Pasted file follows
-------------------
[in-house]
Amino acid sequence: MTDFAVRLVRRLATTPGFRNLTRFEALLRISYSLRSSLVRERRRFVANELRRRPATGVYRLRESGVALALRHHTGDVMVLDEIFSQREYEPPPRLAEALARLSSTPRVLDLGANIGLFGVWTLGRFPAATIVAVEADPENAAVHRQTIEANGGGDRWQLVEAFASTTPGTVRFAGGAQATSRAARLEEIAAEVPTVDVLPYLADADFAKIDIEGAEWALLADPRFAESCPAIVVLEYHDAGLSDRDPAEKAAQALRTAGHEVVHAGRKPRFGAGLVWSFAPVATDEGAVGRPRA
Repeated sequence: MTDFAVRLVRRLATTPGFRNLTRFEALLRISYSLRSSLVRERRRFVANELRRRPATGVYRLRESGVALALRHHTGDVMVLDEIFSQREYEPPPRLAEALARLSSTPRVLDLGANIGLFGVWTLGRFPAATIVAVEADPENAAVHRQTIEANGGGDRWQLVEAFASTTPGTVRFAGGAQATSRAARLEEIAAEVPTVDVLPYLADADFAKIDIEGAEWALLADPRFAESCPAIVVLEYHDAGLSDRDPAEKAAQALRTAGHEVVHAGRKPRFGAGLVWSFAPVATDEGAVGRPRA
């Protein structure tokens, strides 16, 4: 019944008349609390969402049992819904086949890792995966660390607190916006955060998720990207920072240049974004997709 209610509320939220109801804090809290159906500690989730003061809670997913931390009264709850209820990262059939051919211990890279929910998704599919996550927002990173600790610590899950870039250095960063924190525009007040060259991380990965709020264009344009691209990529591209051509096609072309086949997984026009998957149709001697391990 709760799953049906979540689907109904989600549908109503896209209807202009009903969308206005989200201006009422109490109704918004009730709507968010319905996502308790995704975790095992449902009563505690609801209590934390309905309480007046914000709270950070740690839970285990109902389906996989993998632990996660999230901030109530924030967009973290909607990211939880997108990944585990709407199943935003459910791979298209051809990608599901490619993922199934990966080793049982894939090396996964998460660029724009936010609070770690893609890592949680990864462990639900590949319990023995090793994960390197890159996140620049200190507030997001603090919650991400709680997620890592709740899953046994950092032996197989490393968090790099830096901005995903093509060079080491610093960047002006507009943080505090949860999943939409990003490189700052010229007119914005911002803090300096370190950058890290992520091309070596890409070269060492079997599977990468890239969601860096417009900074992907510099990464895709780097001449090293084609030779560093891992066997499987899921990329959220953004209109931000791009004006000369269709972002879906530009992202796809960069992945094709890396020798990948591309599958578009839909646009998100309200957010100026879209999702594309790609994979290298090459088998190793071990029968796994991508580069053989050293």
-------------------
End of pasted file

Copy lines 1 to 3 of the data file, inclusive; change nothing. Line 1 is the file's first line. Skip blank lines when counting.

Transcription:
[in-house]
Amino acid sequence: MTDFAVRLVRRLATTPGFRNLTRFEALLRISYSLRSSLVRERRRFVANELRRRPATGVYRLRESGVALALRHHTGDVMVLDEIFSQREYEPPPRLAEALARLSSTPRVLDLGANIGLFGVWTLGRFPAATIVAVEADPENAAVHRQTIEANGGGDRWQLVEAFASTTPGTVRFAGGAQATSRAARLEEIAAEVPTVDVLPYLADADFAKIDIEGAEWALLADPRFAESCPAIVVLEYHDAGLSDRDPAEKAAQALRTAGHEVVHAGRKPRFGAGLVWSFAPVATDEGAVGRPRA
Repeated sequence: MTDFAVRLVRRLATTPGFRNLTRFEALLRISYSLRSSLVRERRRFVANELRRRPATGVYRLRESGVALALRHHTGDVMVLDEIFSQREYEPPPRLAEALARLSSTPRVLDLGANIGLFGVWTLGRFPAATIVAVEADPENAAVHRQTIEANGGGDRWQLVEAFASTTPGTVRFAGGAQATSRAARLEEIAAEVPTVDVLPYLADADFAKIDIEGAEWALLADPRFAESCPAIVVLEYHDAGLSDRDPAEKAAQALRTAGHEVVHAGRKPRFGAGLVWSFAPVATDEGAVGRPRA